The issue occurs because a newer version of the Visual C++ 2010 Redistributable is present on the computer. The June 2010 DirectX SDK installs version 10.0.30319 of the Visual C++ Redistributable.
1. Uninstall Microsoft Visual C++ 2010 x86 & x64 Redistributable.
2. Install the June 2010 DirectX SDK.
3. Reinstall the most current version of the Visual C++ 2010 Redistributable Package.
The DirectX SDK is included as part of the Windows SDK, starting from Windows 8. However, D3DX is not considered the canonical API for using Direct3D in Windows 8 and therefore isn’t included in the Windows SDK shipped with Visual Studio 2012. So, when you compile an old project which depends on D3DX, you still need to get “d3dx9.h”, “d3dx10.h”, or “d3dx11.h” from the June 2010 DirectX SDK. This causes a confliction between the June 2010 DirectX SDK and the DirectX SDK included in the Windows SDK (ver 8.0). For example, you will see a bunch of warning C4005 like the following.
You may see the following error message when you compile DirectShow with the latest version of DirectX SDK. (the current version is “DirectX SDK – March 2009” at this moment)
C:\Program Files\Microsoft SDKs\Windows\v6.0A\include\qedit.h(498) : fatal error C1083: Cannot open include file: ‘dxtrans.h’: No such file or directory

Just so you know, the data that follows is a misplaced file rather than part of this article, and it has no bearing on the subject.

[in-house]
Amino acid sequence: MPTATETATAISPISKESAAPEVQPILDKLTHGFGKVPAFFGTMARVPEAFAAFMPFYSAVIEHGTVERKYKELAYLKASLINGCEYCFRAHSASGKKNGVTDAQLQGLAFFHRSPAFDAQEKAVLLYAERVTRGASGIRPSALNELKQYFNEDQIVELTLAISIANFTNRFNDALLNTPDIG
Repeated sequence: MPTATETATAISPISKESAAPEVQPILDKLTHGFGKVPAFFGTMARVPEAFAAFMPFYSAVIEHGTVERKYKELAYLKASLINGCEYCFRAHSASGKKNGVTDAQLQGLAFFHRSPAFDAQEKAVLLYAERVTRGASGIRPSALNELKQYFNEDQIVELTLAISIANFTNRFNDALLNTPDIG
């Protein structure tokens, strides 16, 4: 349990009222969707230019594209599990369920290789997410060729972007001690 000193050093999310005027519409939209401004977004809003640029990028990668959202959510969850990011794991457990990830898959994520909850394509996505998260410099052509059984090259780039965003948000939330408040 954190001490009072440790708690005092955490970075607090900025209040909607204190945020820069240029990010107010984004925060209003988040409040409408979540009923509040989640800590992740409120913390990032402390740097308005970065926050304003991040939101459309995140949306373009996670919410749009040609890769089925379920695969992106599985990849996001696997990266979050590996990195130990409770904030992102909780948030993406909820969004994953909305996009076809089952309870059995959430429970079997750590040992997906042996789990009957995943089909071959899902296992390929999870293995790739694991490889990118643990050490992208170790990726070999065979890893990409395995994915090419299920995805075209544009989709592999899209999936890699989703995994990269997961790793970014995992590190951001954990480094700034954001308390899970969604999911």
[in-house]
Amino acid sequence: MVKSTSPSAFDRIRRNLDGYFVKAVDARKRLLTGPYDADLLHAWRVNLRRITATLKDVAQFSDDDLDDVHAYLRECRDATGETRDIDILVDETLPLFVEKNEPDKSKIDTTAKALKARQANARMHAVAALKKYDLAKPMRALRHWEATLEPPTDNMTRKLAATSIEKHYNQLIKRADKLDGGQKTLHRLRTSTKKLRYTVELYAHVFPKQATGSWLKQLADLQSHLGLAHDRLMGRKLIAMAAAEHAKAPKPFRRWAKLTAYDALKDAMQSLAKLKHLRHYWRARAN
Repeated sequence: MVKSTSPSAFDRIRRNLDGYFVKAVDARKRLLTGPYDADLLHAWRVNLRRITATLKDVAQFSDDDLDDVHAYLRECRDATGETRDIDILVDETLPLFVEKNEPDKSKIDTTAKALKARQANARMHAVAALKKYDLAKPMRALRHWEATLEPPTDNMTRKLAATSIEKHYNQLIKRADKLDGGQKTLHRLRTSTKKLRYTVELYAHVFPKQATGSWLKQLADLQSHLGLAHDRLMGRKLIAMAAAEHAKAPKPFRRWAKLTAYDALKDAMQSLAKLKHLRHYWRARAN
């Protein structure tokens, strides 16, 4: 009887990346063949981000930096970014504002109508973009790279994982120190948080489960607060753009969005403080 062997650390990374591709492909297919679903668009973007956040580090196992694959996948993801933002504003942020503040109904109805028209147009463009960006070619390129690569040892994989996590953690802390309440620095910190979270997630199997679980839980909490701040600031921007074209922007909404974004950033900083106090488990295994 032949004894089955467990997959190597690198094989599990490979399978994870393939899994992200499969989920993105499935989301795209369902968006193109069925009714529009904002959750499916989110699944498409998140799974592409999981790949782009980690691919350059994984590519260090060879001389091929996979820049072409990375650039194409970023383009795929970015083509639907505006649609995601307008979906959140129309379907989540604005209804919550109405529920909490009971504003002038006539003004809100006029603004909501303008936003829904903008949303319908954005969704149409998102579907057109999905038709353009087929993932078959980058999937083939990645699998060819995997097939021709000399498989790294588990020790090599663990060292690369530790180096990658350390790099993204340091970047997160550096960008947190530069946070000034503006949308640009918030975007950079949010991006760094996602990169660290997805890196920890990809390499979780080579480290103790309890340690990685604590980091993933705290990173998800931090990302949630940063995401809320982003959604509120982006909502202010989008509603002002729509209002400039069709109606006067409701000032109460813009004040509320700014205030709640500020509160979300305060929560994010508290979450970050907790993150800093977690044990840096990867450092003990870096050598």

This is because “dxtrans.h” is not included in the latest version of DirectX SDK any more (from DirectX SDK – November 2007) although “qedit.h” of DirectShow is still dependent on it.
I found an article posted by people who were already troubled with this problem. The point is that the part of “qedit.h” which depends on “dxtrans.h” is not necessary to use DirectShow, so you comment it out in “qedit.h” and the error will be gone. (For the details, see this) The other solution which I like better is to define some keywords before including “qedit.h” to prevent the “dxtrans.h” dependent code from being compiled. Then, you don’t need to edit “qedit.h” itself.
#pragma include_alias( "dxtrans.h", "qedit.h" )
FYI. DirectShow is not a part of DirectX SDK any more, and is moved to Microsoft Windows SDK (which has been called Platform SDK for a while). Windows SDK is installed as a part of Visual Studio 2008, so you don’t need to install it additionally to use DirectShow unless you want the latest version of Windows SDK.